Offer yourself a body scan, beginning with the soles of your feet and moving upward. Ask each part of you if it has a message to give you. Some parts may be louder than others. They may speak in pain, pleasure, temperature, or tension. Be receptive to it all. 


This ad is displayed using third party content and we do not control its accessibility features.


Allow yourself to relax

Stories need digesting, just like food. Take time to rest and listen attentively to the stories you’re carrying. This might take the form of a nap, a yoga class, or a run. Whatever you do to find relaxation and release will work.

An easy practice to take with you as you move through the world is to take a few rounds of breath to center yourself before entering a conversation, and again after the conversation has ended. 

Meditation is a form of listening. Try seeking out moments of silence throughout the day and embracing them. Begin with one minute, then three minutes, and move up from there.

As you listen, you can begin to embody your own healing potential for yourself and for those around you.  

Learn how to fill your health gaps in 90 seconds.


Listen to your ancestors

Old stories impact your creative life. They can carry inspiration and guidance. Sometimes their voices encourage and sometimes they hinder.

Your ancestors also don’t need to be blood relatives. They can be important influences and guides, both real and imagined. You can ask them questions aloud or in your mind, write letters, connect with images or relics—it’s personal and up to you. 

Every emotion has a natural wavelength—a beginning, middle, and end. And every emotion has an inherent wisdom and message. Emotions exist to direct our actions.

For example, anger can inspire action, sadness can inspire slowing down, happiness can inspire connection, and so on, but we often cut them short and lose meaning in the process. Let your feelings rise and fall. Label them and sit with them.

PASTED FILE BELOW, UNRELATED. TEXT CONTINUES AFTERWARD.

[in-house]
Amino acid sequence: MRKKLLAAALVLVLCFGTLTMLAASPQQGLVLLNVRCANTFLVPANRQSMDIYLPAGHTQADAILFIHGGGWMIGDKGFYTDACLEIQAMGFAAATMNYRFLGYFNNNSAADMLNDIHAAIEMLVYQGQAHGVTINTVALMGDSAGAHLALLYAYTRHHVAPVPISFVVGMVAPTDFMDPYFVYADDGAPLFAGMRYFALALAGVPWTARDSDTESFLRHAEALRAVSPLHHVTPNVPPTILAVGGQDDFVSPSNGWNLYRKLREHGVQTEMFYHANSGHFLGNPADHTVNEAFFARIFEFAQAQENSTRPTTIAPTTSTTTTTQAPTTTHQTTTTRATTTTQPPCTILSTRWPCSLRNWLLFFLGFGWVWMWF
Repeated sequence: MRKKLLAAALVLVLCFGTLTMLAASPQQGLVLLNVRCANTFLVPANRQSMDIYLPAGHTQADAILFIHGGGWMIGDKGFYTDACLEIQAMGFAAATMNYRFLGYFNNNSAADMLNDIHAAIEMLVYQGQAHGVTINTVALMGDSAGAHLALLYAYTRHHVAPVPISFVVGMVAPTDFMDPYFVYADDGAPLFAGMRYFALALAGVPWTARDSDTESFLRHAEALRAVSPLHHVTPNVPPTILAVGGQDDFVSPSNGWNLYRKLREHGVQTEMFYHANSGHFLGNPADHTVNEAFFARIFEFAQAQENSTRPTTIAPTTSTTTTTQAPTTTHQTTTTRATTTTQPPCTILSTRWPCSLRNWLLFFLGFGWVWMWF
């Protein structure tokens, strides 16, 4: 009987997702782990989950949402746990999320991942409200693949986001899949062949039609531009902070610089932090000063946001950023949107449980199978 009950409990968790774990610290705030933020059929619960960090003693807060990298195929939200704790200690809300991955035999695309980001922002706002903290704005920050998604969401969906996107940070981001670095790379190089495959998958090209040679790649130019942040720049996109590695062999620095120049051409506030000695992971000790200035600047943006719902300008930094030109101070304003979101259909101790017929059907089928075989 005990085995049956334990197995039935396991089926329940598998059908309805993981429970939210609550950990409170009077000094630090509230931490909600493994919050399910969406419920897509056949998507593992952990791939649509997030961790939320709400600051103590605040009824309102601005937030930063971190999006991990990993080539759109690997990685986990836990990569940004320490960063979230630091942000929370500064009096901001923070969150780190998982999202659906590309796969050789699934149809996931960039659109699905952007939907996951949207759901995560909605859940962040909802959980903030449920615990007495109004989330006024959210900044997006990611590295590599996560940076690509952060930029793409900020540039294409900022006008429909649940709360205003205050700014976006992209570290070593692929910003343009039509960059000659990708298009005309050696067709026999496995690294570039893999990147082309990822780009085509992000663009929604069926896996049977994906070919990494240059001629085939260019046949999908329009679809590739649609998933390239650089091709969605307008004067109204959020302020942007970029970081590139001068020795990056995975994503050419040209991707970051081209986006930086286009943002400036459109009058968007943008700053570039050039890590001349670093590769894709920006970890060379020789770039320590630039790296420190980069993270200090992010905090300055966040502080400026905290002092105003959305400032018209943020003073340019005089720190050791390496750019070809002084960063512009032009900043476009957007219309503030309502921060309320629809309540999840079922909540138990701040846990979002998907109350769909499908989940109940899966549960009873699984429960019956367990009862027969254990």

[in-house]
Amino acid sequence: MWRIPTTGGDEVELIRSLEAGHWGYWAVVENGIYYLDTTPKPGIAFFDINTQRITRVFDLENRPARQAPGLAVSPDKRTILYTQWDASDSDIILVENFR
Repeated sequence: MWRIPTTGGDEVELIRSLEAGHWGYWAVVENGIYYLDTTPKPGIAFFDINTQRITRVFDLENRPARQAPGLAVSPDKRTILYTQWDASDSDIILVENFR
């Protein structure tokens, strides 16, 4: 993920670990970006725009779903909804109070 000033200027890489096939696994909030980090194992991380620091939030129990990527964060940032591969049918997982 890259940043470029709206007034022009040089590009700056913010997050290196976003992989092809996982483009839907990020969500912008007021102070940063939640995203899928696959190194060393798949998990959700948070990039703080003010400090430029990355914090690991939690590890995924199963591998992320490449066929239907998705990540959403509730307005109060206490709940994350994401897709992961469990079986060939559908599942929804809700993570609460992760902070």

This ad is displayed using third party content and we do not control its accessibility features.

Carve out time in your day to practice listening. Turn off your phone, power down your computer, and do whatever you want in this hour. It could be reading, drawing, writing, or staring out the window. This will help you cultivate a listening space. 

Do nothing. Let others come to you. Allow someone else to speak to you without any interruption. 


This ad is displayed using third party content and we do not control its accessibility features.

The takeaway

A successful listening practice begins with developing a consistent practice of listening to yourself. If you don’t know the stories you’re holding, you can’t pick up on the stories the world is sending your way. In a time already dominated by polarity and discord, it’s never been more important to catch the stories that we’re sent. The power of listening can do a world of good, in a world that needs a lot of good. 


This ad is displayed using third party content and we do not control its accessibility features.